Industries use the Earth’s natural resources to manufacture useful products. In order to operate sustainably, chemists seek to minimise the use of limited resources, use of energy, waste and environmental impact in the manufacture of these products. Chemists also aim to develop ways of disposing of products at the end of their useful life in ways that ensure that materials and stored energy are utilised. Pollution, disposal of waste products and changing land use has a significant effect on the environment, and environmental chemists study how human activity has affected the Earth’s natural cycles, and how damaging effects can be minimised. Industries use the Earth’s natural resources to manufacture useful products. In order to operate sustainably, chemists seek to minimise the use of limited resources, use of energy, waste and environmental impact in the manufacture of these products. Chemists also aim to develop ways of disposing of products at the end of their useful life in ways that ensure that materials and stored energy are utilised. Pollution, disposal of waste products and changing land use has a significant effect on the environment, and environmental chemists study how human activity has affected the Earth’s natural cycles, and how damaging effects can be minimised.
The concept of energy emerged in the 19th century. The idea was used to explain the work output of steam engines and then generalised to understand other heat engines. It also became a key tool for understanding chemical reactions and biological systems. Limits to the use of fossil fuels and global warming are critical problems for this century. Physicists and engineers are working hard to identify ways to reduce our energy usage.
Electric charge is a fundamental property of matter everywhere. Understanding the difference in the microstructure of conductors, semiconductors and insulators makes it possible to design components and build electric circuits. Many circuits are powered with mains electricity, but portable electrical devices must use batteries of some kind. Electrical power fills the modern world with artificial light and sound, information and entertainment, remote sensing and control. The fundamentals of electromagnetism were worked out by scientists of the 19th century. However, power stations, like all machines, have a limited lifetime. If we all continue to demand more electricity this means building new power stations in every generation – but what mix of power stations can promise a sustainable future?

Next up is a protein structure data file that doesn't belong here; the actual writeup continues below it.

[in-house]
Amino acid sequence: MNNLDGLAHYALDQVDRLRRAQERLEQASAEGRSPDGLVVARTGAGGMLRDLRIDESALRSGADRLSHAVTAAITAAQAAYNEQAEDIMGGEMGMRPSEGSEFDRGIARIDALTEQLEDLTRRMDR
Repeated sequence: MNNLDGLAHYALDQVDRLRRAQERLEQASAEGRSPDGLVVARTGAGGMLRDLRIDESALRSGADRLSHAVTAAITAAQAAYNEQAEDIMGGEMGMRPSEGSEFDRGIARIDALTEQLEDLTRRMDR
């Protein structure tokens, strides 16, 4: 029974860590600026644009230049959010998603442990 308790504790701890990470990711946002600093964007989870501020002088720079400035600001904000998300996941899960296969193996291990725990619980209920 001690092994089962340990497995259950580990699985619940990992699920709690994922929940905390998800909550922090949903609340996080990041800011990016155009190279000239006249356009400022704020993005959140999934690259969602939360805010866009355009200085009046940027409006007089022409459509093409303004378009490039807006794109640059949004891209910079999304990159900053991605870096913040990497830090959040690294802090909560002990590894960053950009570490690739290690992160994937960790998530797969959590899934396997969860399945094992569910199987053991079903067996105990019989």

The particle model is widely used to predict the behaviour of solids, liquids and gases and this has many applications in everyday life. It helps us to explain a wide range of observations and engineers use these principles when designing vessels to withstand high pressures and temperatures, such as submarines and spacecraft. It also explains why it is difficult to make a good cup of tea high up a mountain!
Ionising radiation is hazardous but can be very useful. Although radioactivity was discovered over a century ago, it took many nuclear physicists several decades to understand the structure of atoms, nuclear forces and stability. Early researchers suffered from their exposure to ionising radiation. Rules for radiological protection were first introduced in the 1930s and subsequently improved. Today radioactive materials are widely used in medicine, industry, agriculture and electrical power generation.